In the decade of the 1960s, his teams dominated the game of college football. In the decade from 1961 through 1970, his teams won three national championships, six league titles and finished in the nation's Top Five seven times.
His teams recorded a 30-game winning streak, the longest of the latter third of the 20th Century.
The Austin American-Statesman, in a nice front page feature on his birthday, did a projection of the wins that Royal might have had if he had not decided to retire at the young age of 52. More than Paterno, more than Bowden.
But it was never about that. It was never about the wins. It was about the players, and the game. And always, always, the integrity.
Today, the phone calls came rolling in. Touched most, of course, were the players. One who called was a former writer, who had covered Royal years ago. Most of all, however, those whom he has touched include common folk just like you and me.
He has been a friend to Presidents and janitors, and he has left a rare legacy of "Royalisms," -- sayings Mack Brown says take complicated things and make them simple.
He came to us in a time when we desperately needed heroes. America was torn in the time of the '60s, and Royal gave us something to believe in, and have fun with. That's what Texas football meant.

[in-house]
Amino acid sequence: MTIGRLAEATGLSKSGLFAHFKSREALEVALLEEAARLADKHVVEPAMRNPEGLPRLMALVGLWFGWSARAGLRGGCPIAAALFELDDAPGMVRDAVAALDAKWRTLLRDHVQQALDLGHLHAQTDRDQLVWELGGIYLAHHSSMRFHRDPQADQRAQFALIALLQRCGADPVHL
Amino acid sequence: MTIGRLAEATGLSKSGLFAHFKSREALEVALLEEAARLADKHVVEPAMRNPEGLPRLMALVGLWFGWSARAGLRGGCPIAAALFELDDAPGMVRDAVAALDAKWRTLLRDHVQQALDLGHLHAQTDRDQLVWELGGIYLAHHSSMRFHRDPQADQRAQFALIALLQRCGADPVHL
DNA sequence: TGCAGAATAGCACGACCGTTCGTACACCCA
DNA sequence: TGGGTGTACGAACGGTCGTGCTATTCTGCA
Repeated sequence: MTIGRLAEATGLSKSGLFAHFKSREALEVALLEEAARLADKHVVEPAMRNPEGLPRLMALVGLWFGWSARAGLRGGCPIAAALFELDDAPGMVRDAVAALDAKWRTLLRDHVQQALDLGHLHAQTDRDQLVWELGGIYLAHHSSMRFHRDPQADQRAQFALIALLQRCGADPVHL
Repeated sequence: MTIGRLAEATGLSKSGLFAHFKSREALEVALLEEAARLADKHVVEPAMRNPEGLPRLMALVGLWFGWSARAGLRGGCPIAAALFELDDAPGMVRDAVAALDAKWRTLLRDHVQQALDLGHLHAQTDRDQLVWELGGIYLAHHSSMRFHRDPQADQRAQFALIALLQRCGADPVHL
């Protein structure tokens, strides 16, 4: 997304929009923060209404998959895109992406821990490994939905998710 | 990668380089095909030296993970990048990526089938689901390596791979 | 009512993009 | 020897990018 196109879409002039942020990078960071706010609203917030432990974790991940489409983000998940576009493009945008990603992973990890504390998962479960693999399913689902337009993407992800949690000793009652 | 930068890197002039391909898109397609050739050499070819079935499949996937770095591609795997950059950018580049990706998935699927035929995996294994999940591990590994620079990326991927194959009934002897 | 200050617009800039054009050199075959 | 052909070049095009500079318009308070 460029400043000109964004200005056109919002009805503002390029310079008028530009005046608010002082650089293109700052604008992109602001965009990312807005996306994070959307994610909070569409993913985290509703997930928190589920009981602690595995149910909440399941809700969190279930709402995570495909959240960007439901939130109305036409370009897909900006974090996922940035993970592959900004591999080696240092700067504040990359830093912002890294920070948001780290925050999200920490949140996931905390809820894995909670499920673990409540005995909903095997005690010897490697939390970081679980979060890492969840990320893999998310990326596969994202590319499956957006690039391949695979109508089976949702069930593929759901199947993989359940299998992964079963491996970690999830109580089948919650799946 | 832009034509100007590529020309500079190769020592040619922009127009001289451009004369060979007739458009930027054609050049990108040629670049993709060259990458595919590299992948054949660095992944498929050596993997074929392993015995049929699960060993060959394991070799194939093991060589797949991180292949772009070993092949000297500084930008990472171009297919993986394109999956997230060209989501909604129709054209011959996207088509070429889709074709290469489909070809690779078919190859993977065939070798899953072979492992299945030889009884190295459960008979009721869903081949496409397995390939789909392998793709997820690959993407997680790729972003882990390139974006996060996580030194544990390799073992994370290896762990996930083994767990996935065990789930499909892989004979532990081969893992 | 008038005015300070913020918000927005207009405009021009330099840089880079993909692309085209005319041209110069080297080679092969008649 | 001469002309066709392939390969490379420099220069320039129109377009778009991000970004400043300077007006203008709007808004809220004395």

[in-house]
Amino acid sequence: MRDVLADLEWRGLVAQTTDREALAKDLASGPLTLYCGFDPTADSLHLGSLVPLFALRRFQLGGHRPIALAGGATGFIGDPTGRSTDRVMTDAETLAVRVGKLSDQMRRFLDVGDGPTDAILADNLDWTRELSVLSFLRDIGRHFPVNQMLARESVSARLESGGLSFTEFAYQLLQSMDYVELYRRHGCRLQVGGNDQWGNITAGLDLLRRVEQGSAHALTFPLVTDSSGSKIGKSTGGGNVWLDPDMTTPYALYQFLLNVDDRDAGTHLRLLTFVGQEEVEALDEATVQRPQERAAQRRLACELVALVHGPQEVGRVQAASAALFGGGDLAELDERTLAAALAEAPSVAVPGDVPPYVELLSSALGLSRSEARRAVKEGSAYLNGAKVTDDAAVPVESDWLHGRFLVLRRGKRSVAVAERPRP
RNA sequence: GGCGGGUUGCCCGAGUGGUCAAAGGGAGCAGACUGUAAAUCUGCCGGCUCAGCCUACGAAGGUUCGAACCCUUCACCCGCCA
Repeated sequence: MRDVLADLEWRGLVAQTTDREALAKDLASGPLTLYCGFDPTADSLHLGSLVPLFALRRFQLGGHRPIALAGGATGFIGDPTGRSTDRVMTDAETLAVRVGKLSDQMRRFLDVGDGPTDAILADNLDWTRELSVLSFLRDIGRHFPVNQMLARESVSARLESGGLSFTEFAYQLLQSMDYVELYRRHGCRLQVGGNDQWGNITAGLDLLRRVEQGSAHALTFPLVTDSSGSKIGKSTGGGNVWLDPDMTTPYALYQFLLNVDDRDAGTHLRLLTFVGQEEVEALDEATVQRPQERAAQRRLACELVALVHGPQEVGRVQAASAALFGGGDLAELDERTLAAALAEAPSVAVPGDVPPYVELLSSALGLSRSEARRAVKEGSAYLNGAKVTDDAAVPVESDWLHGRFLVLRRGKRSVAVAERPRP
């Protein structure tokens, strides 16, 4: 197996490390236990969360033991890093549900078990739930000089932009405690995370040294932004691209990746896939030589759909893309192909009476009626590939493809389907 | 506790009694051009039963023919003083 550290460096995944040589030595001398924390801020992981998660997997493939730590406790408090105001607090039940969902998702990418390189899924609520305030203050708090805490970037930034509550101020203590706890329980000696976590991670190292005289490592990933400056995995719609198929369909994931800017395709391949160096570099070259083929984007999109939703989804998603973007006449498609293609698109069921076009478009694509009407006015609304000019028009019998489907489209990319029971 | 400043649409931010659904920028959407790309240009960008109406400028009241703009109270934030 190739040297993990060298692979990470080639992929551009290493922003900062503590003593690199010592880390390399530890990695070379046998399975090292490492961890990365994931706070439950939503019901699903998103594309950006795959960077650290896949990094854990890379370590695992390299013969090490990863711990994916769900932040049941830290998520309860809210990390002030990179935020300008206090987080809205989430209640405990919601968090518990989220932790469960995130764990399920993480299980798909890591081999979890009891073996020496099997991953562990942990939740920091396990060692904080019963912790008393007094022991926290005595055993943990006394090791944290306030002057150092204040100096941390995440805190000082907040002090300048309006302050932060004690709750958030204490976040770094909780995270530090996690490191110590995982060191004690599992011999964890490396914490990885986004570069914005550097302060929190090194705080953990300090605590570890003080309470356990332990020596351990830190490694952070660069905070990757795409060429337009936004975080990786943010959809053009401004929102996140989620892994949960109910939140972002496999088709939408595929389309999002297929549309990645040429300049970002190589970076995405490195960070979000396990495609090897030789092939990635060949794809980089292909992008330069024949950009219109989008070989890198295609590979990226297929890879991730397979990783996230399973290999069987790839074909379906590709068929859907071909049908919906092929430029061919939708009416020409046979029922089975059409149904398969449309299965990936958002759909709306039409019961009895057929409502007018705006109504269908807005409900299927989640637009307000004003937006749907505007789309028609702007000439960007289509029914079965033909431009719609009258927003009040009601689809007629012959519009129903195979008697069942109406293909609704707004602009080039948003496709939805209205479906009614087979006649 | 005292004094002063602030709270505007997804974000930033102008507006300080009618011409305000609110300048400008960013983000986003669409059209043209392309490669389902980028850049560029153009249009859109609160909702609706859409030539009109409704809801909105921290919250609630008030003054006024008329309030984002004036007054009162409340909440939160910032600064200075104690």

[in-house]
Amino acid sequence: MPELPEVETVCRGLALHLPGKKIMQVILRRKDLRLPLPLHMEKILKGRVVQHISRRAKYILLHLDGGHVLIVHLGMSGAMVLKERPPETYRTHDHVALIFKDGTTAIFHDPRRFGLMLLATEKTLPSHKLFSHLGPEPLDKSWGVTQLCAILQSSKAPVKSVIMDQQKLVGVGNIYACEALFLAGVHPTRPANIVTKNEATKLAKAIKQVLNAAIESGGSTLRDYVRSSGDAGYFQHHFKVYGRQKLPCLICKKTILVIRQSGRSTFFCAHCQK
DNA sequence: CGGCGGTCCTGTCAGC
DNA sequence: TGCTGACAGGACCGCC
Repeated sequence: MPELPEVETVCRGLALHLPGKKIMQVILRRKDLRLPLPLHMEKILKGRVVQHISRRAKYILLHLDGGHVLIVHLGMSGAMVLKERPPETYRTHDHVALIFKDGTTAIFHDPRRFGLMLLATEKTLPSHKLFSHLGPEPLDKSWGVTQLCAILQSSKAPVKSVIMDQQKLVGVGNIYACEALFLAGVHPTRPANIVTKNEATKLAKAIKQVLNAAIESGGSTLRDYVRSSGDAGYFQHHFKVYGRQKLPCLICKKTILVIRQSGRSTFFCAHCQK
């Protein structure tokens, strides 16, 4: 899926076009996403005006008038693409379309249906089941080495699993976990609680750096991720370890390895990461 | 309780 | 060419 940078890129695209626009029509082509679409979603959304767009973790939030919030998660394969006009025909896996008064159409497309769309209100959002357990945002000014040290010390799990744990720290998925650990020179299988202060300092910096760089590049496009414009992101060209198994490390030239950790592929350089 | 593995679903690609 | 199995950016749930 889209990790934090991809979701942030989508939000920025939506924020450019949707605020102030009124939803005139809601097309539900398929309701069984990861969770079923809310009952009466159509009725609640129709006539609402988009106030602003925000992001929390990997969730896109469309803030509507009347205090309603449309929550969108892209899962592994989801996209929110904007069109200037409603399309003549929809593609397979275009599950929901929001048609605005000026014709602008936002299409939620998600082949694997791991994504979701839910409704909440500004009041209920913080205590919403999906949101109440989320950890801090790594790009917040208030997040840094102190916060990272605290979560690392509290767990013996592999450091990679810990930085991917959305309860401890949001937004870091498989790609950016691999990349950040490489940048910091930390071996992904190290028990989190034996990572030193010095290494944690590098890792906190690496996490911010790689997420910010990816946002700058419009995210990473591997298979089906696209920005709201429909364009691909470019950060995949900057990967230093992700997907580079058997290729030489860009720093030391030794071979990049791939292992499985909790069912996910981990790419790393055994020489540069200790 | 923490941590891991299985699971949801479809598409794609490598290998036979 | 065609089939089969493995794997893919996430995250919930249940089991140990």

And what he stands for today are the same principles that he avowed so long ago: honesty, integrity, and the simple value and importance of the human spirit.
I have told this story many times, but it is well worth repeating here. When we were doing the Darrell Royal tribute video for a gala announcing the adding of his name to the stadium, I wrote a couple of unique verses to add to Garth Brooks' song "The River," and a UT student named Emilie Williams (now Emilie Fennell) agreed to record the new version.
In the lyrics, I had written the words, "Orange Towers, earned with effort, are all lessons in the stream."
There was little lyrical about that. Earned, effort, and lessons aren't tremendously poetic.
I had already given Emilie the words, but after a sleepless night, I came up with the perfect solution.
"Orange Towers, etched in sunsets, are all memories in the stream," I wrote.
That, I thought, was perfect.
The next morning I came in the office and dropped the new version on Emilie's desk.
"What's this?" she asked.
"Those are your new lyrics," I said.
She studied them for a moment, and then said forcefully, "You can't do that."
"Why not?" I asked indignantly.
"Because," she said, "they were earned, and it did take effort, and the lessons were important."
So I reworked it, to include both.
When James Street, who quarterbacked Texas to 20 straight wins as a starter and was the field general on the 1969 National Champions first heard the song, he sat in my office and critiqued it.
And the most important line for him--the line that meant the most to him--was "Orange Towers, earned with effort."
So as we help Coach Royal celebrate this, his 80th birthday, let us celebrate the accomplishment.
At 80, he is enduring.
But the lessons he taught us, and the joy he brought us, are eternal.
Happy birthday, Coach.